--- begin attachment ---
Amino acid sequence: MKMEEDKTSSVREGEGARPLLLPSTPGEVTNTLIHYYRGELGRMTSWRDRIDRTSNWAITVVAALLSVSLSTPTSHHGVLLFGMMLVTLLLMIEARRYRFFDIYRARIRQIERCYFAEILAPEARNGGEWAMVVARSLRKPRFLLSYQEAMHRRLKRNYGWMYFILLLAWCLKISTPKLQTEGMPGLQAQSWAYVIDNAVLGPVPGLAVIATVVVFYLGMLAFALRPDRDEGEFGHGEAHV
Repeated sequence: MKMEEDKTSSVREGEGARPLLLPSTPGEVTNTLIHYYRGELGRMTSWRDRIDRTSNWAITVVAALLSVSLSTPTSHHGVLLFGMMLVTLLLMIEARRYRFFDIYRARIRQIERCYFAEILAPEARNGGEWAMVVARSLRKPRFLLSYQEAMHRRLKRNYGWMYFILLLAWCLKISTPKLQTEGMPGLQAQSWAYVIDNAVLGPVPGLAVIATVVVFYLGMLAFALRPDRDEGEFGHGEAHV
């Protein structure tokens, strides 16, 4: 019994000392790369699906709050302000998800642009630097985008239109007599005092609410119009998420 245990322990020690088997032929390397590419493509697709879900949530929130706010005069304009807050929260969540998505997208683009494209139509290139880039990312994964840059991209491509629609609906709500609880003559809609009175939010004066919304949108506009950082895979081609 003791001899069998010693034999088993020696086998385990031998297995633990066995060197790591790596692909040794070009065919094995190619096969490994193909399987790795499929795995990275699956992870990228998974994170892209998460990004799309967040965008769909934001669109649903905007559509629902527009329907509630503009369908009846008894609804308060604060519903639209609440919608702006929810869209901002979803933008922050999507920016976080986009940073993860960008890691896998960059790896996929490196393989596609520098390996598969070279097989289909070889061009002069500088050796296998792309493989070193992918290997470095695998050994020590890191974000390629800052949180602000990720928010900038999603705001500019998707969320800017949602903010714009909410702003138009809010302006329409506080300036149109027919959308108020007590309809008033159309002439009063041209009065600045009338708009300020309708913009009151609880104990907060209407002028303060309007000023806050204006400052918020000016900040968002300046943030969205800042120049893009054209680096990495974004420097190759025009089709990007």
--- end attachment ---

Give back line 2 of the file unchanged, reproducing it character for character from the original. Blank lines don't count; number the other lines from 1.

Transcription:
Repeated sequence: MKMEEDKTSSVREGEGARPLLLPSTPGEVTNTLIHYYRGELGRMTSWRDRIDRTSNWAITVVAALLSVSLSTPTSHHGVLLFGMMLVTLLLMIEARRYRFFDIYRARIRQIERCYFAEILAPEARNGGEWAMVVARSLRKPRFLLSYQEAMHRRLKRNYGWMYFILLLAWCLKISTPKLQTEGMPGLQAQSWAYVIDNAVLGPVPGLAVIATVVVFYLGMLAFALRPDRDEGEFGHGEAHV